SIRT2 is a tumor suppressor that connects aging, acetylome, cell cycle signaling, and carcinogenesis

Seong Hoon Park, Yuming Zhu, Ozkan Ozden, Hyun Seok Kim, Haiyan Jiang, Chu Xia Deng, David Gius, Athanassios Vassilopoulos

Research output: Contribution to journalReview articlepeer-review

88 Scopus citations


One long standing observation in clinical oncology is that age increase is the single most statistically significant factor/variable that predicts for the incidence of solid tumors. This observation suggests that the cellular and molecular processes and mechanisms that direct an organism's life span may be used to determine the clinical connection between aging and carcinogenesis. In this regard, the genes that impact upon longevity have been characterized in S. cerevisiae and C. elegans, and the human homologs include the Sirtuin family of protein deacetylases. We have recently shown that the primary cytoplasmic sirtuin, Sirt2 appears to meet the criteria as a legitimate tumor suppressor protein. Mice genetically altered to delete Sirt2 develop gender-specific tumorigenesis, with females primarily developing mammary tumors, and males developing multiple different types of gastrointestinal malignancies. Furthermore human tumors, as compared to normal samples, displayed significant decreases in SIRT2 levels suggesting that SIRT2 may also be a human tumor suppressor.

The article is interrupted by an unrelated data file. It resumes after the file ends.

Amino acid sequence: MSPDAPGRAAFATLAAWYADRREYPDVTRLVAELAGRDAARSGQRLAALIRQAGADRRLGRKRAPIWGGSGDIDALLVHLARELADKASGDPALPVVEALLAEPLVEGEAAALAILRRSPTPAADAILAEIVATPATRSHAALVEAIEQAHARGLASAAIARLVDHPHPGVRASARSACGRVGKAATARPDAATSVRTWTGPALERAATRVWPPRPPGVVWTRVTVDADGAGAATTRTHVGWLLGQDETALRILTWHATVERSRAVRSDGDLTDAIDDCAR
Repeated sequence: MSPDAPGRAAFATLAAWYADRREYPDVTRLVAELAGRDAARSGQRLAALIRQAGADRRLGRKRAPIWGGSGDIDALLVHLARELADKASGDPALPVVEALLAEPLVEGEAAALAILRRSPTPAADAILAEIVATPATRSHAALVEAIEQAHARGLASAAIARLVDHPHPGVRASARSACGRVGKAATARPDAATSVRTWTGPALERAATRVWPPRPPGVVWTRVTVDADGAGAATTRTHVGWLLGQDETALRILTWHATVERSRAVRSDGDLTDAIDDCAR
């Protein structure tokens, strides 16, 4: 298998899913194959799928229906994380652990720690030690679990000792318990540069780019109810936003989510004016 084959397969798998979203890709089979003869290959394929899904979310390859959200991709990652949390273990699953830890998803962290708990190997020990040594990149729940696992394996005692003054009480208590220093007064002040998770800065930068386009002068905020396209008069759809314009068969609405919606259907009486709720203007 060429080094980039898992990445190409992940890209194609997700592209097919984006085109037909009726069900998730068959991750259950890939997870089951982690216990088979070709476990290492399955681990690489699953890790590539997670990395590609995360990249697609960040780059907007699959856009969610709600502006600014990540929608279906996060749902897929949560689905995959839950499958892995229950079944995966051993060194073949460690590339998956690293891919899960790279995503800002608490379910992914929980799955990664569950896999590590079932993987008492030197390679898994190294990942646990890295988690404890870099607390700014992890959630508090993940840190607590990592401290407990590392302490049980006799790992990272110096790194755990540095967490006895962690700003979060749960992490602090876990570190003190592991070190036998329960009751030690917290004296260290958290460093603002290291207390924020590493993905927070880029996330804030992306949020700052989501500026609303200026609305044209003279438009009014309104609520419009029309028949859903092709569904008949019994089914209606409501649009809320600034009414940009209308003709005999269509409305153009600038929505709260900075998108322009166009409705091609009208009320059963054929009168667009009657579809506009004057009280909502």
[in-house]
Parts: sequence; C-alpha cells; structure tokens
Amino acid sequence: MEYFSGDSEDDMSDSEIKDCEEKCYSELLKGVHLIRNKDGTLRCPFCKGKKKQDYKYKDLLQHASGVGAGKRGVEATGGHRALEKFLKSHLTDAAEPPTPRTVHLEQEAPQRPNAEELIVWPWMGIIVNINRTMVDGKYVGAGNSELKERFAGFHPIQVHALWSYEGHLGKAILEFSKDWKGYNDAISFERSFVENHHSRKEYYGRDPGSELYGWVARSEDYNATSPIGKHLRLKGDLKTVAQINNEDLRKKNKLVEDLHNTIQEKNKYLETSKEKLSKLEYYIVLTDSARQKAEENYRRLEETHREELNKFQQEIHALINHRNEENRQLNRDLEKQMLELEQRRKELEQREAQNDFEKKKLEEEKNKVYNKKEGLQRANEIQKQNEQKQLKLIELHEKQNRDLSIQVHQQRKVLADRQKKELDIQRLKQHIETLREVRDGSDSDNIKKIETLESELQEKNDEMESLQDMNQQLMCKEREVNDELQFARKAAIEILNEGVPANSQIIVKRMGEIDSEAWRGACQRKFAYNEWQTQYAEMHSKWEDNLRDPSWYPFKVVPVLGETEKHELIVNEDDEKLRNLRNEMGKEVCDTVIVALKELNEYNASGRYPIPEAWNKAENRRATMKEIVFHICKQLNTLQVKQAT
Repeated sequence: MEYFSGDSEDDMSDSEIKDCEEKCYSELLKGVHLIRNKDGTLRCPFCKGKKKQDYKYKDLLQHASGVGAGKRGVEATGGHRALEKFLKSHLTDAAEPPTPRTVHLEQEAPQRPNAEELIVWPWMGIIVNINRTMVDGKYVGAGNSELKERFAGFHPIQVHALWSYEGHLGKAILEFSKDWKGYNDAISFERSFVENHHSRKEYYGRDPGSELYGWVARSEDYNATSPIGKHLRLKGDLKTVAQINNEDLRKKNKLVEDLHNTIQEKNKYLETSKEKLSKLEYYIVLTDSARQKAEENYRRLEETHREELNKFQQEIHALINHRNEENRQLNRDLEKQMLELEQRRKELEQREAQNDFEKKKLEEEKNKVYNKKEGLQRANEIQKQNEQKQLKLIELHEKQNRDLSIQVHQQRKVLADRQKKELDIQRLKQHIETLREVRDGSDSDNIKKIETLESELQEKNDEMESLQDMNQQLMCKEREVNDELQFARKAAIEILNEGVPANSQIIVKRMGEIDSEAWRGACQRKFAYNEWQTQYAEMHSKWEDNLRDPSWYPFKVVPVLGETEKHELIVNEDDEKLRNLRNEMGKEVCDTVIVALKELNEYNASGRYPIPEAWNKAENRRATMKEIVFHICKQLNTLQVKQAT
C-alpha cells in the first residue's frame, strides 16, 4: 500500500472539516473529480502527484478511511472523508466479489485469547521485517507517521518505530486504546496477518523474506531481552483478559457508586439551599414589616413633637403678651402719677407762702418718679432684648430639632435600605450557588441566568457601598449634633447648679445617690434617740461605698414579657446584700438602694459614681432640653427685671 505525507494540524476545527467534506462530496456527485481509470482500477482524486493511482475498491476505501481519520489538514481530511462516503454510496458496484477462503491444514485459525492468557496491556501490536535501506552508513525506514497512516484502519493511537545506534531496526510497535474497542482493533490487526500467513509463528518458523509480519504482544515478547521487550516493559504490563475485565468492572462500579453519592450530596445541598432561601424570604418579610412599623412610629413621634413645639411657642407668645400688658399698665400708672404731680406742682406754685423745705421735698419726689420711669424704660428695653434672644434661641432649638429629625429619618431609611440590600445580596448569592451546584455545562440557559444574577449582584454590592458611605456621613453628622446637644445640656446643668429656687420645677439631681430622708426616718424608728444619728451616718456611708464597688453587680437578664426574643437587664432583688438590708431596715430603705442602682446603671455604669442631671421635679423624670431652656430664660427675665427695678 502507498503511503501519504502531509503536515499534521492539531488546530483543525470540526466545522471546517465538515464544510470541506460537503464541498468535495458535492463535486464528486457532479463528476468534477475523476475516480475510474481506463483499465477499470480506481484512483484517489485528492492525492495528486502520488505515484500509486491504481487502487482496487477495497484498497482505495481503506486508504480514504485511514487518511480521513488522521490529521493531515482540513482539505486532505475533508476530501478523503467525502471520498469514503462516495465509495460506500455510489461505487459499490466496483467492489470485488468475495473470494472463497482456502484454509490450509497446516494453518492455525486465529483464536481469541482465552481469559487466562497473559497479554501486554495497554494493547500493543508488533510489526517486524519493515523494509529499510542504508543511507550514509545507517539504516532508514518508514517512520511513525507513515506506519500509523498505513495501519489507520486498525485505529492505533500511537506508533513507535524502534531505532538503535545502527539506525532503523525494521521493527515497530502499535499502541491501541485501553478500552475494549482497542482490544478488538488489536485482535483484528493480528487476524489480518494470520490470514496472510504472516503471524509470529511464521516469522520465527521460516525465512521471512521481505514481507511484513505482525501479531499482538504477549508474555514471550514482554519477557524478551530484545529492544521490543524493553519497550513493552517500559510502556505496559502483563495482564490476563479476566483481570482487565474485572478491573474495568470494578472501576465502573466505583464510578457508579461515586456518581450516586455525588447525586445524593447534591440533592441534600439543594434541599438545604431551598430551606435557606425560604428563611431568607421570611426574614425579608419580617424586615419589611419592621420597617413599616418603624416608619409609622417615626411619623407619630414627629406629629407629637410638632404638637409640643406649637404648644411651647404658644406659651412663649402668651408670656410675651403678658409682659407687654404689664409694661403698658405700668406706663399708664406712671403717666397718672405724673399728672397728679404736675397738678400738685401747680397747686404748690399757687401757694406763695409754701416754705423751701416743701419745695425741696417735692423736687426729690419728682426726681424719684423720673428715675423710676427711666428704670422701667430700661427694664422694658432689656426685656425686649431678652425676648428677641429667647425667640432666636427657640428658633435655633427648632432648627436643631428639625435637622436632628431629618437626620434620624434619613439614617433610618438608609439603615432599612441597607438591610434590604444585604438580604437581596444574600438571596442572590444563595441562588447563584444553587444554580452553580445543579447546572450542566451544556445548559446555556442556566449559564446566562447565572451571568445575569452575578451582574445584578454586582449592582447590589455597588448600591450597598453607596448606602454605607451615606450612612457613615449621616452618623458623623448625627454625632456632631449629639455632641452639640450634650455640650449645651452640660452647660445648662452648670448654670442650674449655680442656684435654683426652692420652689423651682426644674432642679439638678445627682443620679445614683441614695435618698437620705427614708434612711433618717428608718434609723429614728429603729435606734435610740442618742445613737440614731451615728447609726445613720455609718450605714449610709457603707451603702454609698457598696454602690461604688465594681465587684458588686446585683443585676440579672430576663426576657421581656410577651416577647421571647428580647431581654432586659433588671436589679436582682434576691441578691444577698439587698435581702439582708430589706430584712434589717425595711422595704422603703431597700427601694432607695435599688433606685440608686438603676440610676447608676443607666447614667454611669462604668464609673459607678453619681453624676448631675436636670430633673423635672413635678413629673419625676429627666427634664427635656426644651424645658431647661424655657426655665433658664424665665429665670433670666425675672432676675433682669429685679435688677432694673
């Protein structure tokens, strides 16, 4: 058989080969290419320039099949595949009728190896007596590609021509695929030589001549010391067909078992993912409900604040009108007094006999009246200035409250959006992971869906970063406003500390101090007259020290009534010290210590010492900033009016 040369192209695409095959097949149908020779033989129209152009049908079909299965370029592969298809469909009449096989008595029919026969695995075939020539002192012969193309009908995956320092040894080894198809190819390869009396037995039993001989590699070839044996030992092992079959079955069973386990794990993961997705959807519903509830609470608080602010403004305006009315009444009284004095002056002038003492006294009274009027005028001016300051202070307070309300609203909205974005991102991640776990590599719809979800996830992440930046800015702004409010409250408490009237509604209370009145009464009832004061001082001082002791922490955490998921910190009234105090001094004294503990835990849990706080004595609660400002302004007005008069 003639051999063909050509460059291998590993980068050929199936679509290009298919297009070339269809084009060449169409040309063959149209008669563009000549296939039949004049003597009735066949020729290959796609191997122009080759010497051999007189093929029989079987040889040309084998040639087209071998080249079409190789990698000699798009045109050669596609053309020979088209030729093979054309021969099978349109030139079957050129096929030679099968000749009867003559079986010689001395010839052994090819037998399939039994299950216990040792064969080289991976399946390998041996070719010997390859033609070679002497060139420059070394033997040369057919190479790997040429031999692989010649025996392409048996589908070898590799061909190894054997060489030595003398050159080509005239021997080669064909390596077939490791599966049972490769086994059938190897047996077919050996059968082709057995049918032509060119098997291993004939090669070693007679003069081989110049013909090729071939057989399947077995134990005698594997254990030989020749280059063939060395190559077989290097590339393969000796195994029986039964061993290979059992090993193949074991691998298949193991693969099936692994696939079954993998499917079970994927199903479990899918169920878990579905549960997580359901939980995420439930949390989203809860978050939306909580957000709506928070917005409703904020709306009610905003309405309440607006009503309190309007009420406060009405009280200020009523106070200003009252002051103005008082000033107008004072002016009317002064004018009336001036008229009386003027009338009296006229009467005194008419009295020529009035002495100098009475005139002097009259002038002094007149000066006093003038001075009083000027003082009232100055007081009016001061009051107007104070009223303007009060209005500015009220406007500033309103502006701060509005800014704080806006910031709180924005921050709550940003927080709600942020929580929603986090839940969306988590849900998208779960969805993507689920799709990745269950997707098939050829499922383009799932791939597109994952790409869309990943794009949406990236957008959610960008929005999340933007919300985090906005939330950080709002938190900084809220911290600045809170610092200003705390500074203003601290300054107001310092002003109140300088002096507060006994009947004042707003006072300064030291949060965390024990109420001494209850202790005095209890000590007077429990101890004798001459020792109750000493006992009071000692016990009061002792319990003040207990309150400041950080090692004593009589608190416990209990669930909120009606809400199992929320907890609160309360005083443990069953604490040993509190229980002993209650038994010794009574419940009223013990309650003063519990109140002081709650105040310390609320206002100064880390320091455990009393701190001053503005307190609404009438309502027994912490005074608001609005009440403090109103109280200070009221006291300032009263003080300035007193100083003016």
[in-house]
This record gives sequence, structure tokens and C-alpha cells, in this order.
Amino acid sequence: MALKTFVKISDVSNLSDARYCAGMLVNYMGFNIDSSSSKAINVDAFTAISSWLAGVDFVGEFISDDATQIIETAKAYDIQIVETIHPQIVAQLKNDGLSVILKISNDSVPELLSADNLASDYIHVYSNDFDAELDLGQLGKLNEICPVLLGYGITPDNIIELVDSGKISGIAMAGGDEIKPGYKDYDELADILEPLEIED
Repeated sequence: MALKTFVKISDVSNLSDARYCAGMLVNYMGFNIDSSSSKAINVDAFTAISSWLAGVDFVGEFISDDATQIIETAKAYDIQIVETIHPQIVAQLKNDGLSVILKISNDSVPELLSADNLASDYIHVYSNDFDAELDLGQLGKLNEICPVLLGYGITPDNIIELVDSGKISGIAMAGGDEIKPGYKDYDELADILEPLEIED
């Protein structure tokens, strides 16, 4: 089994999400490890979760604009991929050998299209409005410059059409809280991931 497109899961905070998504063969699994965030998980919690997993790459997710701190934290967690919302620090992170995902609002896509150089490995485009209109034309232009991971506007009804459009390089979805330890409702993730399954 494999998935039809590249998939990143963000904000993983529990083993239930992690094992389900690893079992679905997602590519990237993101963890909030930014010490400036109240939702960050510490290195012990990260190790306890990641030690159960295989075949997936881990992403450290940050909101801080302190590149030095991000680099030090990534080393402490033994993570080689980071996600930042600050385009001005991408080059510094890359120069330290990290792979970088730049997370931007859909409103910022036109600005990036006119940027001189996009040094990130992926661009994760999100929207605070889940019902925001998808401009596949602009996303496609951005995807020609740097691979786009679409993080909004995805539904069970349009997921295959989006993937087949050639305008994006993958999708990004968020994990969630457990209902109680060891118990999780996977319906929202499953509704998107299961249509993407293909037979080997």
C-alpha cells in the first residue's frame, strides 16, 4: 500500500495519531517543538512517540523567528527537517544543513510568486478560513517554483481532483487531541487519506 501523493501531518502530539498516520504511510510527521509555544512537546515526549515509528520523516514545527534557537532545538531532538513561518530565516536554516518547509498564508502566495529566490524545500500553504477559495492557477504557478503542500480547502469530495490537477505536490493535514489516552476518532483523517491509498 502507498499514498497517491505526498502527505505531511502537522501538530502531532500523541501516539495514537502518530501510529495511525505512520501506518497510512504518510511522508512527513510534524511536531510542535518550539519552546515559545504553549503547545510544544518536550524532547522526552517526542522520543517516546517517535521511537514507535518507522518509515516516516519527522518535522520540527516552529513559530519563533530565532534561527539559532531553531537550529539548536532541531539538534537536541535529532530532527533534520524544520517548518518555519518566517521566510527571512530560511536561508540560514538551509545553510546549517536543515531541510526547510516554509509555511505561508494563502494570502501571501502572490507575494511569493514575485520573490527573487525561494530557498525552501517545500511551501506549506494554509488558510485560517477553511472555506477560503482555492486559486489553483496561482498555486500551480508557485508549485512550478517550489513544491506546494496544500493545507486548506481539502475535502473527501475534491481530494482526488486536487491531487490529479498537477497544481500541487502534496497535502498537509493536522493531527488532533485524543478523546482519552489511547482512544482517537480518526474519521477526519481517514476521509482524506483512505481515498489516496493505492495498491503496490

Original languageEnglish
Pages (from-to)15-21
Number of pages7
JournalTranslational Cancer Research
Issue number1
StatePublished - 1 Jun 2012

Bibliographical note

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© 2011 - 2016 Translational Cancer Research. All rights reserved.


  • APC/C complex
  • Acetylation
  • Cancer
  • Mitosis
  • Sirt2
  • Sirtuins


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